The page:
IRS Releases draft of new simplified new form 1040-SR for Seniors for the 2020 Tax Season

If you are 65 or older (or turn 65 any time in 2019), you will have the option to use a new simple tax form for seniors, known as the 1040SR, when you file your 2019 taxes in April 2020.

The IRS has released a draft of the new simplified tax individual income tax form, Form 1040-SR. The draft of the Form 1040-SR is two pages long. It allows seniors of any filing status to use the form. It also allows senior taxpayers with dependents to use the form. The draft Form 1040-SR allows taxpayers to enter income from wages, salaries, tips, interest, dividends, IRA distributions, pensions and annuities, and social security benefits and to report taxable amounts of IRA distributions, pension and annuities and social security benefits.

The draft Form 1040-SR also provides for reporting capital gains or losses on line 6 and prompts the taxpayer to attach a Schedule D, if required. On line 7(a), Form 1040-SR allows senior taxpayers to report other income that may appear on Schedule 1. Other income reported on Schedule 1 includes alimony and unemployment compensation.

On line 9, the draft Form 1040-SR prompts the taxpayer to enter either the standard deduction or itemized deductions from Schedule A. Taxpayers using Form 1040-SR will be able to claim the qualified business income deduction on Line 10.

The draft Form 1040-SR also allows taxpayers to claim the child tax credit or credit for other dependents, the Earned Income Credit and American opportunity credit.

2019 Earned Income Credit

2019 EITC Income Limits, Maximum Credit Amounts and Tax Law Updates

Earned Income and AGI Limits

The tax year 2019 Earned income and adjusted gross income (AGI) must each be less than:

If filing… Qualifying Children Claimed
Zero One Two Three or more
Single, Head of Household or Widowed $15,570 $41,094 $46,703 $50,162
Married Filing Jointly $21,370 $46,884 $52,493 $55,952

Investment Income Limit

Investment income must be $3,600 or less for the year.

Maximum Credit Amounts

The maximum amount of credit for Tax Year 2019 is:

  • $6,557 with three or more qualifying children
  • $5,828 with two qualifying children
  • $3,526 with one qualifying child
  • $529 with no qualifying children

For more information on whether a child qualifies you for EITC, see:

  • Qualifying Child Rules, or
  • Publication 596, Rules If You Have a Qualifying Child.

2019 IRS Tax Changes

Tax Reform Provisions that Affect Individuals

Standard Deduction Amount Increased

For 2019, those who are married and filing jointly will have a standard deduction of $24,400.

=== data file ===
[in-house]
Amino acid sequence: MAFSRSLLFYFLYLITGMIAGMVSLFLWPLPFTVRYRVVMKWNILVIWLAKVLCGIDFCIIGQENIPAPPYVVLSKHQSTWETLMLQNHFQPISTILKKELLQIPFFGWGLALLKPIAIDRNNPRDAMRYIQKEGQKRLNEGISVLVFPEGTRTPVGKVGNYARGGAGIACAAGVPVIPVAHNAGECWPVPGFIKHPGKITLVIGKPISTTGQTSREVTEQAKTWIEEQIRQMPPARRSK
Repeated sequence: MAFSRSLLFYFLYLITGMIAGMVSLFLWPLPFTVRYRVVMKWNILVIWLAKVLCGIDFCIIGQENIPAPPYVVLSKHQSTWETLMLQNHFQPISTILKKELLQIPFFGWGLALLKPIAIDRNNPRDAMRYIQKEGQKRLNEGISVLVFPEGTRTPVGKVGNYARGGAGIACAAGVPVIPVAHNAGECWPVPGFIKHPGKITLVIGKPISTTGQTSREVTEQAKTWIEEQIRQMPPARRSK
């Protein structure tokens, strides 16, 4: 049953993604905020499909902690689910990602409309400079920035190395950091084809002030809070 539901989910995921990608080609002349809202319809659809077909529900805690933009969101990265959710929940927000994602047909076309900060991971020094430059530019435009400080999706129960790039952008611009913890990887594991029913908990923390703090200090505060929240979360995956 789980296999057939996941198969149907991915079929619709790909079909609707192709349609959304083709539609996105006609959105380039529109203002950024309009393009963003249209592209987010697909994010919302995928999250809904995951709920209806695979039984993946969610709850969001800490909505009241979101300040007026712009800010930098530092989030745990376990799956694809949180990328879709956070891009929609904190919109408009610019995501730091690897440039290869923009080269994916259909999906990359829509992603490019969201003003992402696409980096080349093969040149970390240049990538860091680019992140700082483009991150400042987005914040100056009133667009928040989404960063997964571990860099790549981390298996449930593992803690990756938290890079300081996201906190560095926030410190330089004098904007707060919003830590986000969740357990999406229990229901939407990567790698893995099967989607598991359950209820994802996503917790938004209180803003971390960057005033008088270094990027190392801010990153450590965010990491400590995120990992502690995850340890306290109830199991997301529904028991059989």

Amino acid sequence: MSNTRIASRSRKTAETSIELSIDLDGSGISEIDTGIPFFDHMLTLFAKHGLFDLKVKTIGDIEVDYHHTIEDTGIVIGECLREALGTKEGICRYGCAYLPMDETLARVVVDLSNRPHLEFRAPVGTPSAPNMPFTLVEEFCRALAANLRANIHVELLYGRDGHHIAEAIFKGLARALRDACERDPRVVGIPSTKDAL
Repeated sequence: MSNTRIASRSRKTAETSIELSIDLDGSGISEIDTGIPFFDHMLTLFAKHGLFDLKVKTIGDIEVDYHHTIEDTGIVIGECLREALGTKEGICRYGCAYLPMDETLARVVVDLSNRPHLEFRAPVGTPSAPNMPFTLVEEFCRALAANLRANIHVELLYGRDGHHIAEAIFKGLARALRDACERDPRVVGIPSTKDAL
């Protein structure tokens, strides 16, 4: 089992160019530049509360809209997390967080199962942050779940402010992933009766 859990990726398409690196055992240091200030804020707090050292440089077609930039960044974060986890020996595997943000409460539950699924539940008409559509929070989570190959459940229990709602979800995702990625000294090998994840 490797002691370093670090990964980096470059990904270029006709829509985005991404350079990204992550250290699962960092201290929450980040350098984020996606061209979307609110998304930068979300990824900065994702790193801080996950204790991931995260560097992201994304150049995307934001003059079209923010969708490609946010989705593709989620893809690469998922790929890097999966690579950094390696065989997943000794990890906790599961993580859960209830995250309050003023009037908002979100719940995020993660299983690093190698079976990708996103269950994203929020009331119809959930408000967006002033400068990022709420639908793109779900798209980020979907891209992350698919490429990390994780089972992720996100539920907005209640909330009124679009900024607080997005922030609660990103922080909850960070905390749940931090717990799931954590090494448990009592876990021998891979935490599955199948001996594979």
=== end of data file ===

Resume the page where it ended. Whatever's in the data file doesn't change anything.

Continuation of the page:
Single taxpayers and those who are married, and file separately now have a $12,200 standard deduction.

For heads of households, the deduction will be $18,350

Insurance Penalty

The penalty for not having health insurance no longer applies for 2019 federal tax returns. However, some states have their own individual health insurance mandate, requiring you to have qualifying health coverage or pay a penalty with your state tax return.

California has a new state individual health care mandate, which takes effect on January 1, 2020, and requires Californians to have qualifying health insurance coverage throughout the year, or pay a penalty based on your income and the number of people in your household.

Summary of possible penalties
Household Size If You Make Less Than You May Pay
Individual $45, 500 $695
Married Couple $91,000 $1,390
Family of 4 $140,200 $2,085

 

https://www.ftb.ca.gov/about-ftb/newsroom/news-articles/health-care-mandate.html

2019 Child Tax Credit

Under the new Tax Cuts and Jobs Act (TCJA) the following child tax credit changes will take place in 2019:

  • The Child Tax Credit under 2019 tax reform is worth up to $2,000 per qualifying child. The age cut-off remains at 17 (the child must be under 17 at the end of the year for taxpayers to claim the credit).
  • The refundable portion of the credit is limited to $1,400. This amount will be adjusted for inflation after 2019.
  • The earned income threshold for the refundable credit is lowered to $2,500.
  • The beginning credit phaseout for the CTC increases to $200,000 ($400,000 for joint filers). The phaseout also applies to the new family tax credit.
  • The child must have a valid SSN to claim the nonrefundable and refundable credit.

Child Tax Credit Eligibility

The child you claim as your dependent has to meet six IRS tests:

  1. Age Test: The child you claim as your dependent must have been under age 17 (so, 16 or younger) at the end of the tax year.
  2. Relationship Test:  The child must be your daughter, son, foster child or adopted child. The child can also be a grandchild or a descendant of one of your siblings.
  3. Support Test: The child must not have provided more than half of their own “support,” meaning the money they use for living expenses.
  4. Dependent Test: The child must be claimed as your dependent on your federal income tax return.
  5. Citizenship Test: The child must be a U.S. citizen, a U.S. national or a U.S. resident alien.
  6. Resident Test: The child must have lived with you for more than half of the tax year (with a few exceptions detailed on the Child Tax Credit worksheet).

In addition to these six tests, income is also an eligibility factor. As your modified adjusted gross income (MAGI) increases, the child tax credit begins to phase out. You’ll get $50 less in child tax credits for every $1,000 – or portion of $1,000 – that your modified AGI exceeds:

  • $75,000 if you’re filing as the head of your household, single or as a qualifying widow(er)
  • $110,000 if your filing status is married filing jointly
  • $55,000 if your filing status is married filing separately